But he moves forward enthusiastically when his keeper, Jane Budd, a South African veterinarian approaches.
“The Arabian leopard is the smallest of all the nine subspecies of leopard,” Jane explains.
“Experts estimate that there are fewer than 200 left in the wild. These are further endangered because they live in small groups and each has a tiny population so the risk of extinction due to inbreeding is high.”
In order to counter this threat, The Arabian Wildlife Centre has been breeding the leopard for a decade.
As the only institution in the United Arab Emirates that is solely devoted to the preservation of wildlife indigenous to the Arabian peninsula, this academic institution and visitor centre has raised awareness among the local population about conserving the region’s rich natural biodiversity.
According to Hana Saif Al Suwaidi, chairman of the Environment and Protected Areas Authority in Sharjah, the common picture of a desert as endless rolling sand dunes is wrong.
“We have a variety of terrain,” she explains. “From mountainous areas, mangroves, coastal regions and wadis, the Arabian desert is vast and complex, it supports a wide variety of biodiversity.”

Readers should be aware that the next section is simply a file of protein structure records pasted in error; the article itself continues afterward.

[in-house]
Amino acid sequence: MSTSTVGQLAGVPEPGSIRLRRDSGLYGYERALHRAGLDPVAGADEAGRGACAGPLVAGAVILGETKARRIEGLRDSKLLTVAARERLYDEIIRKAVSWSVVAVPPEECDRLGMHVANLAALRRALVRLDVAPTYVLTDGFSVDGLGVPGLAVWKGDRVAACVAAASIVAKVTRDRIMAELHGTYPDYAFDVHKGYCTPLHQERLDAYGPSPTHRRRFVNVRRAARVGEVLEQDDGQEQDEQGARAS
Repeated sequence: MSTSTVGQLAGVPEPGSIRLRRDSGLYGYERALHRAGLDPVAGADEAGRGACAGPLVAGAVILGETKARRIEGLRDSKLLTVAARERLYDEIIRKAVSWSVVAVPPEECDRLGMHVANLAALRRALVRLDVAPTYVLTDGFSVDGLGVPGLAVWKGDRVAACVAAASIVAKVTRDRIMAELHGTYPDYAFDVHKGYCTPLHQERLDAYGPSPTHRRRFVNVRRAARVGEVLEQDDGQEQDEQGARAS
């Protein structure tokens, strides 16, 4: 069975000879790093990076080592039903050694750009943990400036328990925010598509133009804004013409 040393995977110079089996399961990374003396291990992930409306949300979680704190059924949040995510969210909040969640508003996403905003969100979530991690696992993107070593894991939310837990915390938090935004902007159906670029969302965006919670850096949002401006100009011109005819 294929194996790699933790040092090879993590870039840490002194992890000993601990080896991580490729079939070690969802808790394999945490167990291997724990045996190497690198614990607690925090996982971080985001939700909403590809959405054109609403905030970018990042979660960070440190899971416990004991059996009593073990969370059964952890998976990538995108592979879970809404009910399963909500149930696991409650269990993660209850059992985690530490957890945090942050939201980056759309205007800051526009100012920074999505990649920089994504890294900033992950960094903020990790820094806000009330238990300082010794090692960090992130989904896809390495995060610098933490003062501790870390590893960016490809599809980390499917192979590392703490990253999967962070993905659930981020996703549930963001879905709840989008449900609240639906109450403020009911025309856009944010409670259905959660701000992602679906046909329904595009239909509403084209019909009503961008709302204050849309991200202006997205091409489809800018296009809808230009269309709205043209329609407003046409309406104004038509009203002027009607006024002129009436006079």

Although there have been no sightings of the Arabian leopard for 15 years in the United Arab Emirates, the known populations are in neighbouring Oman, Saudi Arabia and Yemen.
“The Arabian Wildlife Centre is already collaborating with institutions in each of these three countries,” Hana says.
“We exchange information on breeding techniques and we also exchange animals so that each centre has a full complement of indigenous mammals.”
A short drive away Paul Verkammen, operations manager of the Arabian Wildlife Centre is putting out feed for the four oryx and seven gazelle that have been recently released into the Dulaimah protected area.
“We also released foxes, hare, reptiles and scorpion,” Paul explains. “Because of the drought we are having to provide food and water for the animals — otherwise they wouldn’t survive.”
Dulaimah is the only remaining mature woodland in the whole of Sharjah. Although oryx and gazelle were indigenous in the region, rapid urban expansion has encroached onto the desert — reducing habitats and pushing animals to the edge of extinction